The June number of the Harvard Magazine is crammed with stories: John Gallishaw contributes an amusing anecdote of feigned insanity, miss mason shows how an imitation of filial piety may be employed to extract money from innocent Westerners, M. A. Kister converts an atheist into a believer and man of power by means of a railway accident. So far there is nothing beyond the usual legerdemain of the short story; but Robert H. Chambers has achieved a more difficult feat. His "Nigger of No Account" is well no the way which leads to literature, because the author has sympathized with his hero. I am arraid that in the craze for technique the necessity of sympathetic understanding is too often forgotten; the story goes with a click, like a child's toy, but soon wears out and is throw away.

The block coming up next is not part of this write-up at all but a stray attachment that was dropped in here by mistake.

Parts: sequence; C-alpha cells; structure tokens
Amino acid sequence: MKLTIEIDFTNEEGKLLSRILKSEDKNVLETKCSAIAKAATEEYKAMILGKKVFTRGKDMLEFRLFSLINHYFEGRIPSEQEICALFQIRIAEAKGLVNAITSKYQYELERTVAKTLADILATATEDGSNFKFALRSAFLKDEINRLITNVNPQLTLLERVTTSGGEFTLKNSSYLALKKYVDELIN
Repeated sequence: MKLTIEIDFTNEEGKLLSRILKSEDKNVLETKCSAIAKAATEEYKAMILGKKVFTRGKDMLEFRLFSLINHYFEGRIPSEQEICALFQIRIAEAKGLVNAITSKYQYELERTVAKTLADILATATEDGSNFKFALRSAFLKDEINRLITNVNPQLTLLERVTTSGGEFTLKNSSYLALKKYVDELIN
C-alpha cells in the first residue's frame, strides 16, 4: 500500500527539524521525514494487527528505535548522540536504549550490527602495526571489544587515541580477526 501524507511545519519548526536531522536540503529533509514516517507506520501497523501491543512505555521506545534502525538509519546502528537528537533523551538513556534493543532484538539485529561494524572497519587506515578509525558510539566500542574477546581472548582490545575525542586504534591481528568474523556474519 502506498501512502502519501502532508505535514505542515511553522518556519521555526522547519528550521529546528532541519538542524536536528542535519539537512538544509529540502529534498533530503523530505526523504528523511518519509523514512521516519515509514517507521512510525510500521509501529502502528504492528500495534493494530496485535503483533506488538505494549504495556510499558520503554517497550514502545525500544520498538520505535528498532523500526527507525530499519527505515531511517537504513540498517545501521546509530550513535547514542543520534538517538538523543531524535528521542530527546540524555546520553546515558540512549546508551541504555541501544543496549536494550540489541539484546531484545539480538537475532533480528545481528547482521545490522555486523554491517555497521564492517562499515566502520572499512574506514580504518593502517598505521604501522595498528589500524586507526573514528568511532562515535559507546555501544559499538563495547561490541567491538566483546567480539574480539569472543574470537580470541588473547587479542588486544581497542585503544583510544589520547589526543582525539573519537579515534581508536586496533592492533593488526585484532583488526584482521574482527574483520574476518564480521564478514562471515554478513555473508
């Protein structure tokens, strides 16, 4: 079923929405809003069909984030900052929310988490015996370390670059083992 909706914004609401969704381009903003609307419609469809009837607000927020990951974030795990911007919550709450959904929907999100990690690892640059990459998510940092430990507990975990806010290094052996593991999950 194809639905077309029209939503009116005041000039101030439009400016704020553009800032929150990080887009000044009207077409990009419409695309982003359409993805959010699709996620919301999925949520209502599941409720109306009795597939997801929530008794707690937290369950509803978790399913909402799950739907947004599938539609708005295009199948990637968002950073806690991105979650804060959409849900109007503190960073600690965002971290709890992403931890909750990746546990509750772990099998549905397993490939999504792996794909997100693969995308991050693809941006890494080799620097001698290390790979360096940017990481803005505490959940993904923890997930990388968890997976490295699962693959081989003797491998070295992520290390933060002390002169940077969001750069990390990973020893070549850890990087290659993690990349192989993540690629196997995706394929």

W. S. Holbrook, in "Taps for the Old Army," proposes to ensure adequate officers for a new army, and at the same time to avoid militarism, by making West Point exclusively a school for reserve officers who desire, to continue their military career after having won commission in the various R. O. T C.'s. Mr. Holbrook is probably too sanguine; no education has yet been discovered which will render weak human nature proof against the possession of power. It is, moreover, impossible to "leave out of consideration the question of the enlisted men." But the discussion of this and kindred topics is indispensable; and it is be hoped that college men will give their best thought to them.
Indidentally, the editors devote a few vigorous paragraphs to the CRIMSON.